I joined Embry-Riddle Aeronautical Institute in January 1967 as an aviation science management student. I had officially entered Marine Corps Active Reserve status after my tours in Vietnam. I fully expected to be called back up.
That never happened.
I always wanted to fly and build airplanes, and the Embry-Riddle faculty and staff provided the support I needed as a student — while also respecting me as a combat veteran.
Classes were held in the administration building, a two-story wooden structure near the airport terminal. In late 1968, our classes were moved to the first of many quadrant-like buildings where we used to fly our model airplanes — just in time to celebrate the school’s accreditation as a “special purpose” university.
I married my best friend in September 1968. Linda was an emergency room nurse at Halifax Hospital in Daytona Beach, Florida. She would find time to travel with me to the north gate of Cape Canaveral, near Eddy Creek, to watch the Apollo launches — the most meaningful of which was the launch of Apollo 11 in July 1969. Those were the days when you could drive your car onto the Cape and park at the Mission Control and Vehicle Assembly buildings.
I got a job as a student aid to Dr. Jose Lopez. Occasionally we and Dr. Hortensia Ballina would talk about how they had to emigrate from Cuba to escape the Fidel Castro communist regime. My platoon was able to help the North Vietnamese flee to South Vietnam, to locations that provided emigration transport to Australia. We shared stories about how people can make a go at a life in a new country. They made me feel important — and made sure I did my homework.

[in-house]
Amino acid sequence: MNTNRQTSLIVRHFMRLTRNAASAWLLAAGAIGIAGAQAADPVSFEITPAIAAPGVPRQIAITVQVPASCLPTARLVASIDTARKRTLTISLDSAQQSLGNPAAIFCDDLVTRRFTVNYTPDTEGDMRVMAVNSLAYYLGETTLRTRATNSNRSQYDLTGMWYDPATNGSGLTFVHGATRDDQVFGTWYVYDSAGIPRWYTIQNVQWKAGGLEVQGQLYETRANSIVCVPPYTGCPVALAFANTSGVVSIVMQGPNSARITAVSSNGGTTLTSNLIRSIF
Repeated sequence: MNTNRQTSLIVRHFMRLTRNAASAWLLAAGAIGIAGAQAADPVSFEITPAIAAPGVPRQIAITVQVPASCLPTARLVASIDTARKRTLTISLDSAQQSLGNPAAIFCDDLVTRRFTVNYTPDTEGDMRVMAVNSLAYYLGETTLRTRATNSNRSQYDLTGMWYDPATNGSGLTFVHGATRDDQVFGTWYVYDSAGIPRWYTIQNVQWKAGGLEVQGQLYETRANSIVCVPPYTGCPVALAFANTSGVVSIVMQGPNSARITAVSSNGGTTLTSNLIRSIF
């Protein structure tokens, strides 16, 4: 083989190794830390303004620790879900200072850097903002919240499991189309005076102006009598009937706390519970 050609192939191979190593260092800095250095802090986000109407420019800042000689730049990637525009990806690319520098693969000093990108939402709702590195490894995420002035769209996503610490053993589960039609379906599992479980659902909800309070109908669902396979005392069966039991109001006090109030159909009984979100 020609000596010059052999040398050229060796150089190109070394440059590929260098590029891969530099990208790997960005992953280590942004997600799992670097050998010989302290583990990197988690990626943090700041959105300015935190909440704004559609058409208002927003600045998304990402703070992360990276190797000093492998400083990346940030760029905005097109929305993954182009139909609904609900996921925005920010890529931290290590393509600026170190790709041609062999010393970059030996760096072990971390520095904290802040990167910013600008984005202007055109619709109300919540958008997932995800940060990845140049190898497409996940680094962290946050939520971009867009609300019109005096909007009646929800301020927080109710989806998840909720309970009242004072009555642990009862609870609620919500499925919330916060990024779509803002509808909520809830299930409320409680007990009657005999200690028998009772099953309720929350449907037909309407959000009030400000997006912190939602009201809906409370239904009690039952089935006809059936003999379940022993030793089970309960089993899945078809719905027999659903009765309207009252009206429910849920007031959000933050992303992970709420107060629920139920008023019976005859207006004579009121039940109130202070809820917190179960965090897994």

Another faculty role model was Roger Campbell, who didn’t tolerate wrong answers or lack of interest, but who quietly worked with those of us who had trouble keeping up in class. A tough but fair educator, he asked us to detail our “jobs” while in service to our country. He would use those experiences to explain the concepts of science and aero engineering.
In the fall of 1968, I was asked to participate in a debate regarding the U.S. commitment to the Vietnam War. It was hosted by nearby Bethune-Cookman College. Military veterans of both schools were on the debate teams. I admired the educators from both schools for their courage to discuss a topic that was sparking protests and riots in 1968. Veterans from both schools agreed that our time in Vietnam was in the past. It was time to move forward into our chosen life paths.
Our 1970 commencement was marked by a number of classmates joining the military, while we veterans tried on civilian suits and ties. The high point for me was when then-President Jack Hunt presented Linda with a Ph.T.: a degree in “Puttin’ Hubby Through.” The award recognized “that he probably never would have made it without the unselfish cooperation and assistance of his wife.”
I agree. My pilot’s certificate and my B.S. in Aviation Management would not have been possible if Linda hadn’t kept me on track.
Embry-Riddle provided a happy isolation that allowed me to enjoy and learn. It took me away from the craziness surrounding the Vietnam War, and it fed my passion for aviation and space astronautics.
Thanks to my time with very smart students and a committed faculty and staff, I was able to heal from my wartime experience and to find a different life path.
I went on to enjoy a 45-year career standing up and sustaining companies, and designing and building aircraft missile radar warning systems, internet routers, servers and even medical instrumentation products worldwide.
Thank you, Eagles.
Editor’s Note: Isenburg documents his Vietnam experience in his book, Letters Home 2nd Platoon, Echo (2011). He is the principal owner of Ironmount. His wife of 48 years, Linda, passed away in 2017.